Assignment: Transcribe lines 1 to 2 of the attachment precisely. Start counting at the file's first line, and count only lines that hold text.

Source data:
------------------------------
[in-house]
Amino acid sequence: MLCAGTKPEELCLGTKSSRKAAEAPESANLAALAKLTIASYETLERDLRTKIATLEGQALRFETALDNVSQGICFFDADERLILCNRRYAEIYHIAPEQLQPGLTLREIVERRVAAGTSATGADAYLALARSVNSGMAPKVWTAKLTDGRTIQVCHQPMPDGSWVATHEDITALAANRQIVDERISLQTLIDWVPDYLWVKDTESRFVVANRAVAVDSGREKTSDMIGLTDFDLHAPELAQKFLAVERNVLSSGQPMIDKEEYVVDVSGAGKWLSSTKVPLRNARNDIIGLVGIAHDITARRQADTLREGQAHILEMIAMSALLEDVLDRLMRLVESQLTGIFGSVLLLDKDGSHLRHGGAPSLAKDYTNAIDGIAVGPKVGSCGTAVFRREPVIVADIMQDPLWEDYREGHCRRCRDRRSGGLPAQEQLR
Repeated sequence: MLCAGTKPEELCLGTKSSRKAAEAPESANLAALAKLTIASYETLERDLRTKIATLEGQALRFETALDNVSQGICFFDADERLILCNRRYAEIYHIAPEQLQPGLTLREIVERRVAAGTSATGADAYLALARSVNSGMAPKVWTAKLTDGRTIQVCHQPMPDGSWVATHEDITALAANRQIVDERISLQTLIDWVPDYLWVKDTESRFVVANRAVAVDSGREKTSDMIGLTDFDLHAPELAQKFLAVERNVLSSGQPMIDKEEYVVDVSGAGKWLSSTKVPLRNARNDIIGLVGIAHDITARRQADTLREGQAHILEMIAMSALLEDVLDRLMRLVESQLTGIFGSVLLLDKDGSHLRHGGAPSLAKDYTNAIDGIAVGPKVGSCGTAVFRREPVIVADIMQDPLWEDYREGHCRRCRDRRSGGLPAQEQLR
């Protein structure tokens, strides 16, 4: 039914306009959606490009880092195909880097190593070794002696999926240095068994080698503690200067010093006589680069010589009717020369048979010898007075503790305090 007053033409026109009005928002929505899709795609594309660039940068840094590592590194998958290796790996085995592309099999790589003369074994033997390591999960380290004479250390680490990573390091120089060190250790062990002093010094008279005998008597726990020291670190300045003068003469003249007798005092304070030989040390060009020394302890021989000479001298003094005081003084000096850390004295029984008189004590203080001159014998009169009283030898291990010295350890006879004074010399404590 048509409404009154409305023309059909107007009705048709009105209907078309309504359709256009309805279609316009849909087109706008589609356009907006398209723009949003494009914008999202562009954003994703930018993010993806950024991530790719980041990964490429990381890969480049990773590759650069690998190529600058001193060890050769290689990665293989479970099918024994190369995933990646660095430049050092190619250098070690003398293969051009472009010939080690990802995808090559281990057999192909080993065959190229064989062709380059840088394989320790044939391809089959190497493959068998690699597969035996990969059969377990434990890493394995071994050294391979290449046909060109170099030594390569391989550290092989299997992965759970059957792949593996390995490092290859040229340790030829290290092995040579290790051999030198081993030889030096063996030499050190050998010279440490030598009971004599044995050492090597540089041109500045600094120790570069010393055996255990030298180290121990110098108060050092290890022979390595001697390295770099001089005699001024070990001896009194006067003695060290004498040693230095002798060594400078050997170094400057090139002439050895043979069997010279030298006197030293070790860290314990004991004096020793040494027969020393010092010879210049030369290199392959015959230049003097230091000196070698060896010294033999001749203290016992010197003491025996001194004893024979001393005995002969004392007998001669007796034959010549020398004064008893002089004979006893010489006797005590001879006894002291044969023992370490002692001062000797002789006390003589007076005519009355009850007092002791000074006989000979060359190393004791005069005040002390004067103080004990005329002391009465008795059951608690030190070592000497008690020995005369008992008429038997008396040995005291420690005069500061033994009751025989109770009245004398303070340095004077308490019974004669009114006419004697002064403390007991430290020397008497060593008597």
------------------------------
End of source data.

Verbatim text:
[in-house]
Amino acid sequence: MLCAGTKPEELCLGTKSSRKAAEAPESANLAALAKLTIASYETLERDLRTKIATLEGQALRFETALDNVSQGICFFDADERLILCNRRYAEIYHIAPEQLQPGLTLREIVERRVAAGTSATGADAYLALARSVNSGMAPKVWTAKLTDGRTIQVCHQPMPDGSWVATHEDITALAANRQIVDERISLQTLIDWVPDYLWVKDTESRFVVANRAVAVDSGREKTSDMIGLTDFDLHAPELAQKFLAVERNVLSSGQPMIDKEEYVVDVSGAGKWLSSTKVPLRNARNDIIGLVGIAHDITARRQADTLREGQAHILEMIAMSALLEDVLDRLMRLVESQLTGIFGSVLLLDKDGSHLRHGGAPSLAKDYTNAIDGIAVGPKVGSCGTAVFRREPVIVADIMQDPLWEDYREGHCRRCRDRRSGGLPAQEQLR